The Arc of Walter White

By | October 13, 2013 | 2 Comments

walter-white-whiskeyI’ve been a huge fan of Breaking Bad throughout its run, and so I watched the finale, Felina, with a mixture of joy and horror, because it was very well done and it also meant it was ending. You don’t often see television shows that have 60+ episodes that are all reliably excellent. Of all the episodes of Breaking Bad, the worst ones were still pretty damn great. Grading them, I don’t think there would any below a B- in my book, and even those would be rare.

So, yeah: I’m a fan.

The Internet encourages instant reactions to things and then a quick Forgetting. Breaking Bad was a few weeks ago and it’s already fading from the Internet like a dim memory from childhood. But I’ve been thinking about it still. Because the finale was great, and because I think it accomplished something truly amazing. So let’s talk about menace.

Power in Fear

Walter White is a man who spends much of Breaking Bad’s run trying to be menacing, and usually failing. The famous scene where Heisenberg as a mythic creature is born, when Walt arrives at Tuco’s headquarters bearing the power of science in the form of fulminate of mercury and his soon-to-be-iconic shaved-head-and-goatee look, is one moment in the show when he is menacing, but he has to prove he’s willing to blow everyone to bits first — no one takes him seriously at first.

And that’s Walt’s problem: No one takes him seriously as a badass, and it drives him crazy. He wants to be menacing. When rumor has it that Jessie crushed a junkie’s head under an ATM machine in revenge for stealing Heisenberg’s money, Walt is delighted. The problem is that Walter White isn’t menacing, even when he begins to grow a drug empire. Walter is a skinny, nebbishy high school teacher who is dying of cancer. He’s obsequious when he isn’t certain of an advantage and openly terrified of just about everyone, from Hank to Tuco to Gus. Walt simply isn’t convincing when he threatens people.

After killing Gus Fring, he does become frightening to some folks – but only ones in the know. Saul is easily cowed by Walt. Mike is less impressed, knowing how lucky Walt was to succeed, and knowing that Walt was miles away when the scheme succeeded, because Walt is a coward. But to anyone not in on Walt’s criminal activities at that time, Walt remains the least scary man in the world. His desire to be menacing remains — witness the convoluted way he insists on convincing Declan and the Phoenix crew that he — yes, he, skinny, nebbishy Walter White — killed the great Gus Fring — but he’s still not pulling it off.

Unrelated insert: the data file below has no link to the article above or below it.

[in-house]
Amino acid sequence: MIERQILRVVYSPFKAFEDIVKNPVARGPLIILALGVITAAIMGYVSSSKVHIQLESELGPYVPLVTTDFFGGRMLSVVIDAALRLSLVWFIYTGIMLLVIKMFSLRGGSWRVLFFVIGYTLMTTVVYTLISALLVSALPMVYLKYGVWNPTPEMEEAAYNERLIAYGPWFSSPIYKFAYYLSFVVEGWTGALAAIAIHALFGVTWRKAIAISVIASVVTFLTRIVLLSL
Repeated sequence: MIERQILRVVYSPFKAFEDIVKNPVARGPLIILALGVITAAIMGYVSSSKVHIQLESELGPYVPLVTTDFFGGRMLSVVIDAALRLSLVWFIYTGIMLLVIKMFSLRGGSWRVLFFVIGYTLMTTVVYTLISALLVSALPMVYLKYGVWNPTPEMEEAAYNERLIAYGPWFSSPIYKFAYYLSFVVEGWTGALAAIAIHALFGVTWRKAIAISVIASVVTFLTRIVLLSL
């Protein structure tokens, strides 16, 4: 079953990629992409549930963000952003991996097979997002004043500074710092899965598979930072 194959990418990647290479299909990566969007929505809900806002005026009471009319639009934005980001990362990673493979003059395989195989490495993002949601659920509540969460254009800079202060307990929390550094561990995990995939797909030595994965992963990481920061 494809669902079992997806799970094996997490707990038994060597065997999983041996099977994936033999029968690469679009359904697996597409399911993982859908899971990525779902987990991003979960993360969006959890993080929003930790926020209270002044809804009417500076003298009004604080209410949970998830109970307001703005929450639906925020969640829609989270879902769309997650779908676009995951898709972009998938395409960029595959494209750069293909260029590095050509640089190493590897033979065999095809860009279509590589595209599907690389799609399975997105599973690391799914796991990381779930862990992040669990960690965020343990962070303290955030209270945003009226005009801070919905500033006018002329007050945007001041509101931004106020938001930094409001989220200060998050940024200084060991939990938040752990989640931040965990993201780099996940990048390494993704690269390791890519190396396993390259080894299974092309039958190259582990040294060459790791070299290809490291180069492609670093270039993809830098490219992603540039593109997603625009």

In fact, when Walter tries to intimidate, to menace, he fails comically. He growls, he shouts, he rages. But he’s usually impotent. He’s frequently physically jostled, told to shut up, made fun of, or ignored. Walt’s brains kept him in the game, not his ability to intimidate. Even after murdering Fring and nine witnesses in jail, he’s not menacing. The Nazi gang? Not impressed with Walt, only impressed with his money.

And then, in the finale, something magical: Walter White, skinny, dying, with a new beard and glasses, becomes menacing.

The One Who Waits

Without shouting, raging, or attempting to bully, Walter White becomes the most frightening person in the world. It helps that news of his criminal exploits are finally public, that everyone knows he’s a murderer who briefly became the Meth King of the ABQ. But the old Walt would have puffed up when people knew the truth, like he did with the One Who Knocks speech. He would have strutted and raged, and been ridiculous.

Dying Walt? He’s quiet. He walks in, calm, and stands very still. He says little. There is no vein-pulsing rage, no spittle-flinging shouts. No petty threats, no self-aggrandizing speeches. He’s stopped trying to be menacing and simply is menacing. The scene in Gretchen and Elliot’s house: He stands quietly and speaks softly. The scene in Skyler’s house: He talks in a conversational tone and barely moves. In the coffee shop with Todd and Lydia: He moves silently in the background and then is quiet and pleading in tone when he speaks.

And in all those scenes, everyone is terrified of Walter. He had finally become what he’d always wanted. He’d become terrifying. And it was too late: He took no pleasure in it. Because when we become truly terrifying we have lost everything that once made us human. That’s the genius of the finale. Because that’s Walter’s true character arc: He was a fearful man who wanted to make people fear him.

And in the end, he succeeded.

2 Comments

  • Patty Blount says:

    I’d never seen a Breaking Bad ep until a few weeks ago, when AMC started running the marathon in anticipation of the big finale. I checked it out because of your tweets and blog posts here and there. I’m only in the first season, but yeah — this is NOT a fearsome guy. I’m intrigued enough to stick with it until the end.

  • Patty Blount says:

    Finished watching the entire series over the weekend and I’m still wrecked. It won’t let go of me now.

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